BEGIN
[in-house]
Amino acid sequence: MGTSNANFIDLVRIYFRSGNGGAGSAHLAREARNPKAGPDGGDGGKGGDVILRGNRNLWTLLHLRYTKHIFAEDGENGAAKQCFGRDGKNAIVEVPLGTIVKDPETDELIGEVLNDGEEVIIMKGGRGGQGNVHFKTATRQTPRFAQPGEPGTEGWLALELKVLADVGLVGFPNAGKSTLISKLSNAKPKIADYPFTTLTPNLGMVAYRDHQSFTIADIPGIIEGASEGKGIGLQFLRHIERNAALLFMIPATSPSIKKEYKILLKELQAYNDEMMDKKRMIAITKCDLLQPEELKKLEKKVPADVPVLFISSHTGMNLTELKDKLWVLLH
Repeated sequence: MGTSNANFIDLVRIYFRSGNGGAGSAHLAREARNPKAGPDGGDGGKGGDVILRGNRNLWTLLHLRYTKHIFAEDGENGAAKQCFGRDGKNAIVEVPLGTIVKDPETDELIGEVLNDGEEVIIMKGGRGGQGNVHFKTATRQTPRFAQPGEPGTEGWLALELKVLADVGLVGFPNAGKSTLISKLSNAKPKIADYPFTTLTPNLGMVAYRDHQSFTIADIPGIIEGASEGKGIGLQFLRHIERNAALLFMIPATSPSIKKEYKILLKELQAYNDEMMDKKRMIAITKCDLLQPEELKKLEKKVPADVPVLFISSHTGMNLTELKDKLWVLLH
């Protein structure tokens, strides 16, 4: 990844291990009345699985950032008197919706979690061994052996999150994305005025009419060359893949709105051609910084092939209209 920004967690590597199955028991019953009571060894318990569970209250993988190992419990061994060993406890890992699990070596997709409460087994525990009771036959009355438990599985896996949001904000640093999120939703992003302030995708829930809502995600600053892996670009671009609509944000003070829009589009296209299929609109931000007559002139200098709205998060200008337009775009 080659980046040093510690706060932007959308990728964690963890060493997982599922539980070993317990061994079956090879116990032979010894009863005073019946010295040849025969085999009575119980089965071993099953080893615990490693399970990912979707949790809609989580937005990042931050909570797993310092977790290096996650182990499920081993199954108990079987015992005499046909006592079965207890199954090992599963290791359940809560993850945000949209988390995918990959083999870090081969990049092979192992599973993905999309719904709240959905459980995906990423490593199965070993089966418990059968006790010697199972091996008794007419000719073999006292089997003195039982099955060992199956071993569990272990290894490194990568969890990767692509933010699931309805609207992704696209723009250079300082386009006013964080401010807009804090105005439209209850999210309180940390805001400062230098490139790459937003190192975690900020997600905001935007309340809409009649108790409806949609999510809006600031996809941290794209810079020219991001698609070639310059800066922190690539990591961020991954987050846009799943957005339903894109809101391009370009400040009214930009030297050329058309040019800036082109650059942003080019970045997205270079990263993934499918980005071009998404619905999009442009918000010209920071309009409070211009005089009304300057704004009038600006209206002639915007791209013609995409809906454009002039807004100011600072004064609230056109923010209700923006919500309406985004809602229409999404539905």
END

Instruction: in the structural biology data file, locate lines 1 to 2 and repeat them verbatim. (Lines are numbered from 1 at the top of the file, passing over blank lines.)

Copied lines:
[in-house]
Amino acid sequence: MGTSNANFIDLVRIYFRSGNGGAGSAHLAREARNPKAGPDGGDGGKGGDVILRGNRNLWTLLHLRYTKHIFAEDGENGAAKQCFGRDGKNAIVEVPLGTIVKDPETDELIGEVLNDGEEVIIMKGGRGGQGNVHFKTATRQTPRFAQPGEPGTEGWLALELKVLADVGLVGFPNAGKSTLISKLSNAKPKIADYPFTTLTPNLGMVAYRDHQSFTIADIPGIIEGASEGKGIGLQFLRHIERNAALLFMIPATSPSIKKEYKILLKELQAYNDEMMDKKRMIAITKCDLLQPEELKKLEKKVPADVPVLFISSHTGMNLTELKDKLWVLLH